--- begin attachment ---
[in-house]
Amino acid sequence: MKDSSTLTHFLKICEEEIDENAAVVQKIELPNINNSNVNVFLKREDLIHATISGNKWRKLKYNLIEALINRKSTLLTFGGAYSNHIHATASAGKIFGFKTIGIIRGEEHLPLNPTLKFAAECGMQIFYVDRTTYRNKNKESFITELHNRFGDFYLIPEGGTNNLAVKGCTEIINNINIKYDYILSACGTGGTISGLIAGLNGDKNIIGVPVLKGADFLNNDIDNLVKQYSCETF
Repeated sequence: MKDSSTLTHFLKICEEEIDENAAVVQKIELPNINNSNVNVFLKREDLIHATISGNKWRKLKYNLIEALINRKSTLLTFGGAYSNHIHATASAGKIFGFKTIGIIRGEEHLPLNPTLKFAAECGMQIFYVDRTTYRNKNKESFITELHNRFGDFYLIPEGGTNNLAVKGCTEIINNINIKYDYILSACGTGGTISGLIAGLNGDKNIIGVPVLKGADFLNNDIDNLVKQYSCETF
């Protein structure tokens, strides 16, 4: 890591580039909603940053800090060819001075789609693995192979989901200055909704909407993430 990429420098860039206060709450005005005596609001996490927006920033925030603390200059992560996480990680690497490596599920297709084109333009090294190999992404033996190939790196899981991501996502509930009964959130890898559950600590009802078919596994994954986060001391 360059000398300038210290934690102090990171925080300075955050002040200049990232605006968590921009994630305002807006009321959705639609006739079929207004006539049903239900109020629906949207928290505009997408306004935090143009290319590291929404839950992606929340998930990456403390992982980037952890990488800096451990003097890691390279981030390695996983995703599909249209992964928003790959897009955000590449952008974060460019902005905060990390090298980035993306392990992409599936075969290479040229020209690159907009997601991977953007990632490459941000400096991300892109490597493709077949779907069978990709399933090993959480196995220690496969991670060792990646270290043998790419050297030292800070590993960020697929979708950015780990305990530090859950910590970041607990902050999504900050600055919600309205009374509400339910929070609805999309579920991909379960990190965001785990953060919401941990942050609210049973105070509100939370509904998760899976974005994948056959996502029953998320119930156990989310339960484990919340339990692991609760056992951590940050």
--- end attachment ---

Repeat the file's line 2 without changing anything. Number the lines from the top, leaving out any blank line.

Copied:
Amino acid sequence: MKDSSTLTHFLKICEEEIDENAAVVQKIELPNINNSNVNVFLKREDLIHATISGNKWRKLKYNLIEALINRKSTLLTFGGAYSNHIHATASAGKIFGFKTIGIIRGEEHLPLNPTLKFAAECGMQIFYVDRTTYRNKNKESFITELHNRFGDFYLIPEGGTNNLAVKGCTEIINNINIKYDYILSACGTGGTISGLIAGLNGDKNIIGVPVLKGADFLNNDIDNLVKQYSCETF